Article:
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Running hudson it is easy but currently the documentation is missing the tutorial for installing an running hudson as a daemon/service on OS X.

When you switch to production you need to assure that it is properly configured and secured.

Requirements:

  • be able to run it on port 80
  • not running as root (or at least not running the jobs as root)
  • assure that it does properly start/stop on system restarts
  • enable auto-upgrade, that works directly from the web interface.

The best, would be to have an installation script that downloads latest hudson and installs it.

We'll integrate the best answer to Hudson wiki.

Resources:

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I think this really belongs on Serverfault or Superuser... that said i plan on following the question :-) –  prodigitalson Sep 15 '10 at 7:49
2  
I hope you are not one of those who considers that configuring the continuous integration server is a task of the IT. If we move it to one of these servers we are killing it. –  sorin Sep 15 '10 at 9:12
    
This might help stackoverflow.com/questions/1157844/… as once Tomcat is running, Hudson will work just fine running that way. If you'd like to reuse your existing Apache install and add Hudson to it, this tomcat.apache.org/connectors-doc/webserver_howto/apache.html might be helpful. –  sal Sep 15 '10 at 13:53
    
I agree with sal, deploy it to an app server and most of your points are solved. I also agree with prodigitalson, setting up and securing the Hudson server is part of IT, configuring and using is a task for the users (in this case developers or deployers or QA). –  Peter Schuetze Sep 15 '10 at 14:43

3 Answers 3

If you want a local Hudson to run on your Mac whenever you log in, try this.

You'll want to set up a launchctl plist for it; that should look something like this:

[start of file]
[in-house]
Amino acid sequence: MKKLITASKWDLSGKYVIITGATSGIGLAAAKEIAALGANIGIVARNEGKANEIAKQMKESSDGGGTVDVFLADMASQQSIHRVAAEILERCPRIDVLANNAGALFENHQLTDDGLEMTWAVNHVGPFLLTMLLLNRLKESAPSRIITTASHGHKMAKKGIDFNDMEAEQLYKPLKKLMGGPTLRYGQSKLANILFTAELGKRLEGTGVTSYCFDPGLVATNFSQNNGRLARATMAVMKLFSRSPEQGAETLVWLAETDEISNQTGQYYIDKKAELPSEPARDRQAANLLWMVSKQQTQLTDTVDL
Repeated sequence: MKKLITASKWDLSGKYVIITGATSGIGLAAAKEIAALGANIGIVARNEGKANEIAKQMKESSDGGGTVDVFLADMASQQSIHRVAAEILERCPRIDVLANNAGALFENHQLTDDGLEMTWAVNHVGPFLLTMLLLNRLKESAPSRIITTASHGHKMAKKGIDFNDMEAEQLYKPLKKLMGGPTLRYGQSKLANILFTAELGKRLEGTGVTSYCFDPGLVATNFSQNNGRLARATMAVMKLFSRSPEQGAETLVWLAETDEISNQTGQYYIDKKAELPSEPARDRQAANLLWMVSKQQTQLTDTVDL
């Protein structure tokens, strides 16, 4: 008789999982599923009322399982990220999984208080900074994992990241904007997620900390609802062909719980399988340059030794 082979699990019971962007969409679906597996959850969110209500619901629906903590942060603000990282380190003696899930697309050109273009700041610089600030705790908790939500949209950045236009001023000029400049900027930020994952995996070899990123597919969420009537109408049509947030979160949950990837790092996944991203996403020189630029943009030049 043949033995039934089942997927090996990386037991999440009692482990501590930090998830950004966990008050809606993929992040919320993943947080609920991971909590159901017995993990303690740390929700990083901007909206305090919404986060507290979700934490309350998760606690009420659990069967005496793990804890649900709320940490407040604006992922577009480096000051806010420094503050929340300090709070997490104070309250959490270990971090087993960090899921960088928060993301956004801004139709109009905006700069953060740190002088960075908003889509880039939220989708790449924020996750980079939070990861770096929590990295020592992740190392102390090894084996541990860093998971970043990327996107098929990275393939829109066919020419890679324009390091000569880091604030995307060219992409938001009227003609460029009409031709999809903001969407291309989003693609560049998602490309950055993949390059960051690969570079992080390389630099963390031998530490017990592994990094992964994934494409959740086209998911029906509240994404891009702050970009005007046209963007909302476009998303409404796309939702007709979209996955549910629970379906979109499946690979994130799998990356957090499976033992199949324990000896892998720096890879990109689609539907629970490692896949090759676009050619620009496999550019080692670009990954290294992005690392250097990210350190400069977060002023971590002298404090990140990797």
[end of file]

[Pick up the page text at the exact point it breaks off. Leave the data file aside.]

<?xml version="1.0" encoding="UTF-8"?>
<!DOCTYPE plist PUBLIC "-//Apple//DTD PLIST 1.0//EN" "http://www.apple.com/DTDs/PropertyList-1.0.dtd">
<plist version="1.0">
<dict>
 <key>UserName</key>
 <string>yourid</string>
 <key>Label</key>
 <string>Hudson</string>
 <key>EnvironmentVariables</key>
   <dict>
     <key>HUDSON_HOME</key>
     <string>/Users/yourid/.hudson</string>
   </dict>
 <key>ProgramArguments</key>
 <array>
 <string>/usr/bin/java</string>
 <string>-jar</string>
 <string>/Users/yourid/Hudson/hudson.war</string>
 </array>
 <key>RunAtLoad</key>
 <true/>
</dict>
</plist>

This assumes you've downloaded hudson.war to your home directory under ~/Hudson, and that you want to run it as yourself (probably the best decisions.) Be sure that you define the <UserName> key or it will run as root!

Starting on login

  1. Save the above as /Library/LaunchAgents/hudson.plist
  2. Start it the first time with

    sudo launchctl load -w /Library/LaunchAgents/hudson.plist

or log out and back in, which will do the same thing automatically.

Starting on reboot

  1. Save the above as /Library/LaunchDaemons/hudson.plist
  2. Start it the first time with

    sudo launchctl load -w /Library/LaunchDaemons/hudson.plist

or reboot your machine, which will do the same thing automatically.